The Muslim tradition holds that the Qur’an was revealed to Muhammad (peace be upon him) over a period of about twenty years, from circa 610 to his death in 632.  Passages of the Qur’an were transmitted orally for the first few decades; the first attempt at a written version was under the first caliph Abu Bakr (s’lm), but the complete version wasn’t assembled until the caliphate of Uthman (s’lm) around 650.  This version was transmitted during the Islamic expansion to what became the Muslim lands – North Africa, the Middle East, and Mesopotamia.

Western scholarship on the Qur’an took a long time to be anything more than polemical – many works accepted elements of the Muslim account of the work’s composition, but also routinely referred to Muhammad (s’lm) as the Antichrist and a demon, so it’s hard to claim they had much by way of a critical analysis.  It wasn’t until the late nineteenth century that Western scholars started to study the text critically.  The earliest Western Quranic scholars were largely Semeticists, people who studied Syriac and Hebrew, as well, such as Theodor Noldeke, who attempted to apply the methodology of Biblical criticism to the Quran, studying sentence structure, word choice, and repeated phrases in an attempt to put the suras in order, assuming that those written at the same time would have a similar topic, tone, and structure.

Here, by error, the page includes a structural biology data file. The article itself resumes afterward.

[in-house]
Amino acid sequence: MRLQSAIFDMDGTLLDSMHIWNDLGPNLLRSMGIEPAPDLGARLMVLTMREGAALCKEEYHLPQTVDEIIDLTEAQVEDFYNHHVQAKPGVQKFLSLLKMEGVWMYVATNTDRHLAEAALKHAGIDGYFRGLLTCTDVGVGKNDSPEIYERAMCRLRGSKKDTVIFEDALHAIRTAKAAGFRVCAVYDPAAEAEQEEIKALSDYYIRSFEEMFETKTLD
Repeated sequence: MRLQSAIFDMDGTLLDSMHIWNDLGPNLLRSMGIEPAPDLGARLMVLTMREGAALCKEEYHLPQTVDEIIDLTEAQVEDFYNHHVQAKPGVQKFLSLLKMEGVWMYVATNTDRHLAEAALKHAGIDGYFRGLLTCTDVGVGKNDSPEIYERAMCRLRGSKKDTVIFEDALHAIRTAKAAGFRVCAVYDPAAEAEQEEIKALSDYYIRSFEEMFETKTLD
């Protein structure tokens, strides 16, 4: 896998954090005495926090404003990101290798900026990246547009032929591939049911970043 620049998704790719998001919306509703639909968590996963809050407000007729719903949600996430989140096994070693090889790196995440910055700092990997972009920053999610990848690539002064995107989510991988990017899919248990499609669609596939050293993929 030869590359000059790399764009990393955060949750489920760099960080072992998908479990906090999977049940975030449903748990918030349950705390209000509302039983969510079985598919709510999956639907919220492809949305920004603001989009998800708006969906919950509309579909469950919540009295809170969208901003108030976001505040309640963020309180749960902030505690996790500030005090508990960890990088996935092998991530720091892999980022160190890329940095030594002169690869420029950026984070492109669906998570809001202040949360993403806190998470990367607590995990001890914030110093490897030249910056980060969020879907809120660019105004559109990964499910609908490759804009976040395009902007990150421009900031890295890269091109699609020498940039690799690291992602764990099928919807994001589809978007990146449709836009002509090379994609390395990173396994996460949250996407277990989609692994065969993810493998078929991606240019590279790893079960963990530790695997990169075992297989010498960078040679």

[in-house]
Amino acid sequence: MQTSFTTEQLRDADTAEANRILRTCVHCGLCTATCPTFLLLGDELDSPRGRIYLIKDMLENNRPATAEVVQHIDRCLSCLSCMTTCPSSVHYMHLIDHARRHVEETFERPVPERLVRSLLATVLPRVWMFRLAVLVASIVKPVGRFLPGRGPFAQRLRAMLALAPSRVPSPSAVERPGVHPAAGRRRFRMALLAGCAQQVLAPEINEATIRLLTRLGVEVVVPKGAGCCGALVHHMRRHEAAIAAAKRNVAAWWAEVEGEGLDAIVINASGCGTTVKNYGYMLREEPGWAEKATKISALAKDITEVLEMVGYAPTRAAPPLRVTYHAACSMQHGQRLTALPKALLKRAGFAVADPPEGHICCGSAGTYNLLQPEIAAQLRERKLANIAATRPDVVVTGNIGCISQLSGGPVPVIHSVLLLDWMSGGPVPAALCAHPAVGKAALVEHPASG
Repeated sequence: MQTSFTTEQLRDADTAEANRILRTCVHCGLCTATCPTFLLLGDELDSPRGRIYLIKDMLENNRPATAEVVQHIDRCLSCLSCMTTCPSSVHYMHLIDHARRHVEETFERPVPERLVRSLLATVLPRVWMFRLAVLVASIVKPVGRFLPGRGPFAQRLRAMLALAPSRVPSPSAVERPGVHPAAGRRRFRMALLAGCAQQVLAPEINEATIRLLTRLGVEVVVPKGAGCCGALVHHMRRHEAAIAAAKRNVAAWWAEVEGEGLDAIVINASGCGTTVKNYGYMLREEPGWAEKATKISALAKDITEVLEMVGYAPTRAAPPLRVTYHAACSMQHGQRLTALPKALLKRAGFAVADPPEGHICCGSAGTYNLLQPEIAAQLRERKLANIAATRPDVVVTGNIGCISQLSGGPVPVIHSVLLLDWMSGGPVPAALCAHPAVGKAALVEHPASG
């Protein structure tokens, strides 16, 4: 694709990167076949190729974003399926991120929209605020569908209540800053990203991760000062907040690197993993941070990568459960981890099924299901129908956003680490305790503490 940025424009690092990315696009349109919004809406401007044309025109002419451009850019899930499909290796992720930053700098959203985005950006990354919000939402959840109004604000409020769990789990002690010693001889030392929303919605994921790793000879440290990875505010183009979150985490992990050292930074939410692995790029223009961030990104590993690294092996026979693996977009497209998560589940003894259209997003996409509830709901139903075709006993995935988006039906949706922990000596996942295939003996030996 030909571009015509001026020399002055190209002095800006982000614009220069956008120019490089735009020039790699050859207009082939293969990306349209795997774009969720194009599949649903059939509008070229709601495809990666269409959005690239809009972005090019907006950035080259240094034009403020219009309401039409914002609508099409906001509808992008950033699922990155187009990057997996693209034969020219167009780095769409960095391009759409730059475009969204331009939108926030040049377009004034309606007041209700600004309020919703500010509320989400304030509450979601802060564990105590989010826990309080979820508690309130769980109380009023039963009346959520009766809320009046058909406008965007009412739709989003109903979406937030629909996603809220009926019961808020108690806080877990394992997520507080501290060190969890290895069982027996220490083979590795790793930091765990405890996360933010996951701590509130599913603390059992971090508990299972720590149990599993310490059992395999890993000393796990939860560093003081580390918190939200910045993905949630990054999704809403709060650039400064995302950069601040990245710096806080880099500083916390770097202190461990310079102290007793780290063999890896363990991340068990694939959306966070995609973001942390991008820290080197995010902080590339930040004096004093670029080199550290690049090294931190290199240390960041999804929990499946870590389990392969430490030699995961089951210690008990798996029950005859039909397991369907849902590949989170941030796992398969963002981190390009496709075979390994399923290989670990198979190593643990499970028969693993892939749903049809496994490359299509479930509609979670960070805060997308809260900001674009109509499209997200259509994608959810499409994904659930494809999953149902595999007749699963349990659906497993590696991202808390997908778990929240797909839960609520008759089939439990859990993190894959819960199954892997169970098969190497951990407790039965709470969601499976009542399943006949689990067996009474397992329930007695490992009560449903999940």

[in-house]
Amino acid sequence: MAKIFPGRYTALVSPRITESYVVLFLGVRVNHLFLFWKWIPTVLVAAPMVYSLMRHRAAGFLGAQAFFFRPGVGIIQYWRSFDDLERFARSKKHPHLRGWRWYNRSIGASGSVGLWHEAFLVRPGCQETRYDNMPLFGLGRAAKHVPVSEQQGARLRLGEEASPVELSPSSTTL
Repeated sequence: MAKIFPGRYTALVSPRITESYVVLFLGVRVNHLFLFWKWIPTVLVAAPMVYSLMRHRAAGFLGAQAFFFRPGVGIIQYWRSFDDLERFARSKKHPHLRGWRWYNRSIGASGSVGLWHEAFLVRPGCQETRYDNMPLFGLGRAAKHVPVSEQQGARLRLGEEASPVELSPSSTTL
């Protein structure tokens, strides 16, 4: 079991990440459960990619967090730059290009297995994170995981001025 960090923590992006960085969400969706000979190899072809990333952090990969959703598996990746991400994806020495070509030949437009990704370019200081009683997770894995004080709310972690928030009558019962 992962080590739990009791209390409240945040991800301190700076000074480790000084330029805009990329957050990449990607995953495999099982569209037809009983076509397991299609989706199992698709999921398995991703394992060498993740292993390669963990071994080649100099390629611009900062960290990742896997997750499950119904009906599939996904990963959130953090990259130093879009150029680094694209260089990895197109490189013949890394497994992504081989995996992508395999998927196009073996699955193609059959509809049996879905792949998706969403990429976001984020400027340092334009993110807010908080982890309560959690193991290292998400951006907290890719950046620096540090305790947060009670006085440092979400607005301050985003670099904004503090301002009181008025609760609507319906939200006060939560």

The theory was flawed both methodologically and philosophically – methodologically because the Qur’an was potentially written over a period of decades to the Hebrew Bible’s[1] centuries, leaving much less time for language evolution, and philosophically because Biblical criticism had been developed to cope with the lack of sources contemporary to the Hebrew Bible, so the internal focus of comparing books of the Bible to other books of the Bible was really the only option.  There are, however, a wide range of sources referencing Islam from the seventh century, and although in the nineteenth century there were few Arabic sources known, there were sources in Greek and Syriac that referenced the rise of Islam, as a Semeticist like Noldeke should have known.  However, Noldeke’s dating, which largely accepted the Muslim account (minus Muhammad’s (s’lm) prophetic office), remained the implicit assumption of Western Quranic scholars for another century.